Starring Brad Pitt, Leonardo DiCaprio, Margot Robbie, Dakota Fanning, Al Pacino, Mike Moh, Lena Dunham, Bruce Dern, Kurt Russell, Timothy Olyphant, Luke Perry, Damian Lewis, Lorenza Izzo, Emile Hirsch, Margaret Qualley
Languorous. Surprising. Memorable.
I love actors and clearly, Tarantino does as well. Every actor’s career has a unique arc to it because, regardless of how talented an actor is, there is only so much they can control. As a result, every actor struggles at some point in their career. Rick Dalton (DiCaprio), one-time star of T.V’s Bounty Law and the main character in Tarantino’s latest film, is struggling. His show is over, his attempt to make it into film didn’t pan out. Now, the only roles he gets are heavies in someone else’s T.V show, and the only movie roles offered are, in his mind, second-rate spaghetti westerns. Once Upon a Time in Hollywood moves slowly through a handful of crucial days in the lives of Rick Dalton, his best friend/stunt double, Cliff Booth (Pitt), and his famous, relatively new neighbor, Sharon Tate (Robbie) as we move to the fateful date of August 8th, 1969 (Tate-LaBianca murders) knowing very well what happened in real life and wondering what Tarantino is going to do with it. Once Upon a Time in Hollywood is a strangely languid picture. I consider it a triumph for a director such as Tarantino to be able to still surprise me on his 9th feature film. The friendship between Dalton and Booth is a memorable one, and both actors are endearing here; DiCaprio is surprisingly moving as the insecure Dalton and Pitt as cool as he has ever been and that is saying something. I was underwhelmed and largely indifferent to Robbie’s Sharon Tate, though I like Tarantino’s historically inaccurate ending. I don’t object to Tate being a supporting character or having so few lines but she never made much of an impression on me and maybe I am handicapped by having no knowledge of her aside from her tragic murder. The 1960s are a foreign time and hold no nostalgia for me. Unavoidably, ’60s rock isn’t really my thing so this is probably my least favorite Tarantino soundtrack.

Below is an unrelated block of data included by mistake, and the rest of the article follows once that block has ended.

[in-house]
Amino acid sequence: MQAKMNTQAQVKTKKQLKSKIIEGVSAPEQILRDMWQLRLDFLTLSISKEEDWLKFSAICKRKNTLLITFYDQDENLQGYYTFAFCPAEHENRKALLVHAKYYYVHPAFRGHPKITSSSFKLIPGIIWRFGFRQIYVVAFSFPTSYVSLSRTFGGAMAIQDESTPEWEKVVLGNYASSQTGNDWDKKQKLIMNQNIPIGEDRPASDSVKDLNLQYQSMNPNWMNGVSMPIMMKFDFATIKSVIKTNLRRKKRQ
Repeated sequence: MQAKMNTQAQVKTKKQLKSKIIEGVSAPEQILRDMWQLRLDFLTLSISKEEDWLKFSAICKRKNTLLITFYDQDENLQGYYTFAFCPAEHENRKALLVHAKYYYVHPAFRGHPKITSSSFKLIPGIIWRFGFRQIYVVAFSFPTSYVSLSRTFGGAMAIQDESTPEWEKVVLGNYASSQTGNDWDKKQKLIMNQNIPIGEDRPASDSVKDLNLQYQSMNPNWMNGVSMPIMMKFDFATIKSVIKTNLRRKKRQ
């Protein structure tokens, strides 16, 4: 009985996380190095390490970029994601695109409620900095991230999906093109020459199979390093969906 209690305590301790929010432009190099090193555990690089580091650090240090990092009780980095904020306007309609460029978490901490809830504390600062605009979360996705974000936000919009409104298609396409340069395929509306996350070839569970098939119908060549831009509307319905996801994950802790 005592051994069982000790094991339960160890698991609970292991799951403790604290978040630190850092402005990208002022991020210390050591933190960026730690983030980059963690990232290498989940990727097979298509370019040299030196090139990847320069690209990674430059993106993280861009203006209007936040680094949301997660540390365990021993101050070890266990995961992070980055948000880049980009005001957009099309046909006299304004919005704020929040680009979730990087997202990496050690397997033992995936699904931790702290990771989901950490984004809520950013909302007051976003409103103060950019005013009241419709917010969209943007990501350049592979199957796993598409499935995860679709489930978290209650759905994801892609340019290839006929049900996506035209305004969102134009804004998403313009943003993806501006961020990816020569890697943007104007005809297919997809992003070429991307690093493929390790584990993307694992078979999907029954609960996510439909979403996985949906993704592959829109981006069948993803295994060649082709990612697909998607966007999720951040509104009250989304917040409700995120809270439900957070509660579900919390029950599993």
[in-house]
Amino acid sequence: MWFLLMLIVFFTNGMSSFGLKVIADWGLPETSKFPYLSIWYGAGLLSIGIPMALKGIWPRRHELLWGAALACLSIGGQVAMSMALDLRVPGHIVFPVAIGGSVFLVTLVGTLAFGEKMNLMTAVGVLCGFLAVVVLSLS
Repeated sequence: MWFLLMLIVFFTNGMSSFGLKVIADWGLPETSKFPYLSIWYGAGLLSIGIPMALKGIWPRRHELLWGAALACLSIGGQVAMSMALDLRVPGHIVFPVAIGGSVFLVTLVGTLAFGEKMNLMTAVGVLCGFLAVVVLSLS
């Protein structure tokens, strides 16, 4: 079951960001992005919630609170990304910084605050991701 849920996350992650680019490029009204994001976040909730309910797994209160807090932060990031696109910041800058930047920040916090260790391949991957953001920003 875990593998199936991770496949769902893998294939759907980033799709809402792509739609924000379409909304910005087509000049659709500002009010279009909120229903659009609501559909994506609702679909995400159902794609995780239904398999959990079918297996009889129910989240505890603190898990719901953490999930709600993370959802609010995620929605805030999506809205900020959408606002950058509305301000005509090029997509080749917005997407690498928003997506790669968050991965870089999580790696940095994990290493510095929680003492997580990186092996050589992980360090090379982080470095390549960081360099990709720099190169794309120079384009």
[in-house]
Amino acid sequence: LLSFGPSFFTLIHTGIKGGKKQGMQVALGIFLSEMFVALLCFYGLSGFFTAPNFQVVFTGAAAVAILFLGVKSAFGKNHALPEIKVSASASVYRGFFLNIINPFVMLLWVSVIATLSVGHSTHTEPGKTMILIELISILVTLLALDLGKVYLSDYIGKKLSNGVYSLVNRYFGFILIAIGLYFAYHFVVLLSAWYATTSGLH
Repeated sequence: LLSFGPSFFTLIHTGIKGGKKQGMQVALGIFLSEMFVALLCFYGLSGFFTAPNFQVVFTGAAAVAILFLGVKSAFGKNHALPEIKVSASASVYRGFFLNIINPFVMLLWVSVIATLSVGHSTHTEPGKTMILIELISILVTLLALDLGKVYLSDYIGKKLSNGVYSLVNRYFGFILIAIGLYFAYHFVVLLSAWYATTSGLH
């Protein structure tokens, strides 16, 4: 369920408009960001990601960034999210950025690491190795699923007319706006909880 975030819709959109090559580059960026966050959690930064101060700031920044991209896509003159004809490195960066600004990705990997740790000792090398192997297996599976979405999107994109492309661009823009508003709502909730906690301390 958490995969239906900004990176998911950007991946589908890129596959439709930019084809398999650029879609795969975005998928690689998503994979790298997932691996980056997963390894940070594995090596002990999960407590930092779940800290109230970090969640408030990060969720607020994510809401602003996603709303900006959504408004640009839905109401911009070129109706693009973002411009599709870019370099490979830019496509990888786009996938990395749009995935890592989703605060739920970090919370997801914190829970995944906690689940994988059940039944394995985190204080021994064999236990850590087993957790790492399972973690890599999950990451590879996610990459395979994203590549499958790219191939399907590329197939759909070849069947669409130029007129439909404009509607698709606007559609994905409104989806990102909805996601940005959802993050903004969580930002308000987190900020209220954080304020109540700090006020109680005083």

-Walter Tyrone Howard-